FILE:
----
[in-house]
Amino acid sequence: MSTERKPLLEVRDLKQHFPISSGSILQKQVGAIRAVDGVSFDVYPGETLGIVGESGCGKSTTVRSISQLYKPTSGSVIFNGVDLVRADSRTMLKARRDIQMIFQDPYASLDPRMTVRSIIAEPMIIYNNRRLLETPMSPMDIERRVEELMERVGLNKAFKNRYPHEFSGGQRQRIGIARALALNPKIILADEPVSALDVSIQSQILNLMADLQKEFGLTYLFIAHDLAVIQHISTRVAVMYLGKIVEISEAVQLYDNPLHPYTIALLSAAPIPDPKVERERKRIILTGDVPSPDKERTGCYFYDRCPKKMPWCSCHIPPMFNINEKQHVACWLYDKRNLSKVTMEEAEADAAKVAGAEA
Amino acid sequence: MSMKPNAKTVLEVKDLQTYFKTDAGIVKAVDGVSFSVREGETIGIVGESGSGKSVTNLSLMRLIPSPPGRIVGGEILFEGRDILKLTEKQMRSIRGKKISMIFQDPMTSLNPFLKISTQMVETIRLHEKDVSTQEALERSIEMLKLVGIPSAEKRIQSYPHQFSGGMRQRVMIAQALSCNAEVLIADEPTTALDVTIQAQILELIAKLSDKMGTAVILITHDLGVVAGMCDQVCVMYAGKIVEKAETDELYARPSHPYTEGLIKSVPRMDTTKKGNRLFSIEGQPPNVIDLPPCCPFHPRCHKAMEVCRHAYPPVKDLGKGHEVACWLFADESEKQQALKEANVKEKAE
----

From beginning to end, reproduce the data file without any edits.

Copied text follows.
[in-house]
Amino acid sequence: MSTERKPLLEVRDLKQHFPISSGSILQKQVGAIRAVDGVSFDVYPGETLGIVGESGCGKSTTVRSISQLYKPTSGSVIFNGVDLVRADSRTMLKARRDIQMIFQDPYASLDPRMTVRSIIAEPMIIYNNRRLLETPMSPMDIERRVEELMERVGLNKAFKNRYPHEFSGGQRQRIGIARALALNPKIILADEPVSALDVSIQSQILNLMADLQKEFGLTYLFIAHDLAVIQHISTRVAVMYLGKIVEISEAVQLYDNPLHPYTIALLSAAPIPDPKVERERKRIILTGDVPSPDKERTGCYFYDRCPKKMPWCSCHIPPMFNINEKQHVACWLYDKRNLSKVTMEEAEADAAKVAGAEA
Amino acid sequence: MSMKPNAKTVLEVKDLQTYFKTDAGIVKAVDGVSFSVREGETIGIVGESGSGKSVTNLSLMRLIPSPPGRIVGGEILFEGRDILKLTEKQMRSIRGKKISMIFQDPMTSLNPFLKISTQMVETIRLHEKDVSTQEALERSIEMLKLVGIPSAEKRIQSYPHQFSGGMRQRVMIAQALSCNAEVLIADEPTTALDVTIQAQILELIAKLSDKMGTAVILITHDLGVVAGMCDQVCVMYAGKIVEKAETDELYARPSHPYTEGLIKSVPRMDTTKKGNRLFSIEGQPPNVIDLPPCCPFHPRCHKAMEVCRHAYPPVKDLGKGHEVACWLFADESEKQQALKEANVKEKAE